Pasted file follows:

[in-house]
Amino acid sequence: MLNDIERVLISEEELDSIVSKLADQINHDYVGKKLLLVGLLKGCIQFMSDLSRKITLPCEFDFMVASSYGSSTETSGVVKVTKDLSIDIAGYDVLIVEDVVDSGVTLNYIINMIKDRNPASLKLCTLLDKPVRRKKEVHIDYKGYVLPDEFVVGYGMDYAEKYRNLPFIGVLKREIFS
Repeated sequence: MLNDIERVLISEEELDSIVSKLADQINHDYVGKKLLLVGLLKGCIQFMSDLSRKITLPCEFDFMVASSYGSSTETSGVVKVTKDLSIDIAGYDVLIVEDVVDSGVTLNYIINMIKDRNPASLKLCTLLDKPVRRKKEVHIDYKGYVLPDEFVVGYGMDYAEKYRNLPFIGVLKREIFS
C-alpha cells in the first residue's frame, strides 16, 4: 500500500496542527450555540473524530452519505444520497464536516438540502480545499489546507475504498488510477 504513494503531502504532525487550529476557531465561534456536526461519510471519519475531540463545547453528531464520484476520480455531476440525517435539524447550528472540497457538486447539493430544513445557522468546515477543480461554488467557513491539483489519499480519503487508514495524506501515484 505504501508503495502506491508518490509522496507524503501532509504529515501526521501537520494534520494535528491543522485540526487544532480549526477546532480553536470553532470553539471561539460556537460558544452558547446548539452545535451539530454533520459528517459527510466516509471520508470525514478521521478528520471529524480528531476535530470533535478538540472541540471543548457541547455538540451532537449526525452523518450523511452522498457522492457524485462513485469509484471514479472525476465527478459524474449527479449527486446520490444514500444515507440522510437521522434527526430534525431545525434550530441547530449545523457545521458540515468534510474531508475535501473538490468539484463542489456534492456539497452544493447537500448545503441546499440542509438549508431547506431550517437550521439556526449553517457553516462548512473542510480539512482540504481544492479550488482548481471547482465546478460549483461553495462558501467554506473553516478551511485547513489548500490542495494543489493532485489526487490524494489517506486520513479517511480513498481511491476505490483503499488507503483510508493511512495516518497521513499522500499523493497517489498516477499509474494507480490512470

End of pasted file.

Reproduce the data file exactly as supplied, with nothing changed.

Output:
[in-house]
Amino acid sequence: MLNDIERVLISEEELDSIVSKLADQINHDYVGKKLLLVGLLKGCIQFMSDLSRKITLPCEFDFMVASSYGSSTETSGVVKVTKDLSIDIAGYDVLIVEDVVDSGVTLNYIINMIKDRNPASLKLCTLLDKPVRRKKEVHIDYKGYVLPDEFVVGYGMDYAEKYRNLPFIGVLKREIFS
Repeated sequence: MLNDIERVLISEEELDSIVSKLADQINHDYVGKKLLLVGLLKGCIQFMSDLSRKITLPCEFDFMVASSYGSSTETSGVVKVTKDLSIDIAGYDVLIVEDVVDSGVTLNYIINMIKDRNPASLKLCTLLDKPVRRKKEVHIDYKGYVLPDEFVVGYGMDYAEKYRNLPFIGVLKREIFS
C-alpha cells in the first residue's frame, strides 16, 4: 500500500496542527450555540473524530452519505444520497464536516438540502480545499489546507475504498488510477 504513494503531502504532525487550529476557531465561534456536526461519510471519519475531540463545547453528531464520484476520480455531476440525517435539524447550528472540497457538486447539493430544513445557522468546515477543480461554488467557513491539483489519499480519503487508514495524506501515484 505504501508503495502506491508518490509522496507524503501532509504529515501526521501537520494534520494535528491543522485540526487544532480549526477546532480553536470553532470553539471561539460556537460558544452558547446548539452545535451539530454533520459528517459527510466516509471520508470525514478521521478528520471529524480528531476535530470533535478538540472541540471543548457541547455538540451532537449526525452523518450523511452522498457522492457524485462513485469509484471514479472525476465527478459524474449527479449527486446520490444514500444515507440522510437521522434527526430534525431545525434550530441547530449545523457545521458540515468534510474531508475535501473538490468539484463542489456534492456539497452544493447537500448545503441546499440542509438549508431547506431550517437550521439556526449553517457553516462548512473542510480539512482540504481544492479550488482548481471547482465546478460549483461553495462558501467554506473553516478551511485547513489548500490542495494543489493532485489526487490524494489517506486520513479517511480513498481511491476505490483503499488507503483510508493511512495516518497521513499522500499523493497517489498516477499509474494507480490512470